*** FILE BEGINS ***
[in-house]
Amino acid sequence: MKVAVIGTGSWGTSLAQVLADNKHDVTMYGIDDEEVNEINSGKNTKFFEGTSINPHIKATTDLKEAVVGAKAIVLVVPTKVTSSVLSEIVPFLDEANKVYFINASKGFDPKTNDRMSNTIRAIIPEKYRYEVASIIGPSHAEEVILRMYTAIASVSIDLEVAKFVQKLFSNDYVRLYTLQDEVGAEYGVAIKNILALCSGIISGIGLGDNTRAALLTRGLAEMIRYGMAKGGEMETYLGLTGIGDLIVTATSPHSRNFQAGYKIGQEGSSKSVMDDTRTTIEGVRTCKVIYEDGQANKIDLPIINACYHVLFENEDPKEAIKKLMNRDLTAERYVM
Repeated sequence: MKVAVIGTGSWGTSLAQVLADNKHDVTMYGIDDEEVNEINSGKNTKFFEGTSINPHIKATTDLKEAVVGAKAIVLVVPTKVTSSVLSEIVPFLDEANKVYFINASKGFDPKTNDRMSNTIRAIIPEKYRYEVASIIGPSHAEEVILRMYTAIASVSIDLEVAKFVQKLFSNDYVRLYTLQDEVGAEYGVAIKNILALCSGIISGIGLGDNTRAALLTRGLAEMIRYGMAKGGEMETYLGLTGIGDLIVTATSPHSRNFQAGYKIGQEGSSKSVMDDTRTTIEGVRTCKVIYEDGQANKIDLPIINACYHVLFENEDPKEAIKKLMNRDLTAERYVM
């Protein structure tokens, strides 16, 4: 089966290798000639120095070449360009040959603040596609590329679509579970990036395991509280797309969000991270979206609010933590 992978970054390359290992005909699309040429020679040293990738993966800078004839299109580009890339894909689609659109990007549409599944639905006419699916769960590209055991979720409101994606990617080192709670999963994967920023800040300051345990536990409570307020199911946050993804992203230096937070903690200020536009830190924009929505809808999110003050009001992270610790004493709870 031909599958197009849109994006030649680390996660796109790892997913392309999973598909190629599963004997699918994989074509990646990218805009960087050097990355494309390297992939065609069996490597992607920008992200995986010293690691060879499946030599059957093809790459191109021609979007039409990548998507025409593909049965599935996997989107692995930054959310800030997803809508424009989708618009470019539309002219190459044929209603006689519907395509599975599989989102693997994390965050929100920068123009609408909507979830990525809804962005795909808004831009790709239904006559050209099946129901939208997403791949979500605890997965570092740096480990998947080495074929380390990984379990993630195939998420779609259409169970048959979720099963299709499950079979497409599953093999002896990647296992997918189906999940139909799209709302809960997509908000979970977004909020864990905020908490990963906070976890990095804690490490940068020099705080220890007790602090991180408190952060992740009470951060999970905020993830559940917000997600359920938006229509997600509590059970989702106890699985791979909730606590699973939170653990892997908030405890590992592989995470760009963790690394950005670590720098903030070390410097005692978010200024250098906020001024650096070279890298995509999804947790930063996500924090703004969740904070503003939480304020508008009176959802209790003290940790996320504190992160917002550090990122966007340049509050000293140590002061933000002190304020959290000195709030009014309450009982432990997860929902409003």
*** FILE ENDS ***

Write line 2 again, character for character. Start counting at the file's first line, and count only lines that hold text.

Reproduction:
Amino acid sequence: MKVAVIGTGSWGTSLAQVLADNKHDVTMYGIDDEEVNEINSGKNTKFFEGTSINPHIKATTDLKEAVVGAKAIVLVVPTKVTSSVLSEIVPFLDEANKVYFINASKGFDPKTNDRMSNTIRAIIPEKYRYEVASIIGPSHAEEVILRMYTAIASVSIDLEVAKFVQKLFSNDYVRLYTLQDEVGAEYGVAIKNILALCSGIISGIGLGDNTRAALLTRGLAEMIRYGMAKGGEMETYLGLTGIGDLIVTATSPHSRNFQAGYKIGQEGSSKSVMDDTRTTIEGVRTCKVIYEDGQANKIDLPIINACYHVLFENEDPKEAIKKLMNRDLTAERYVM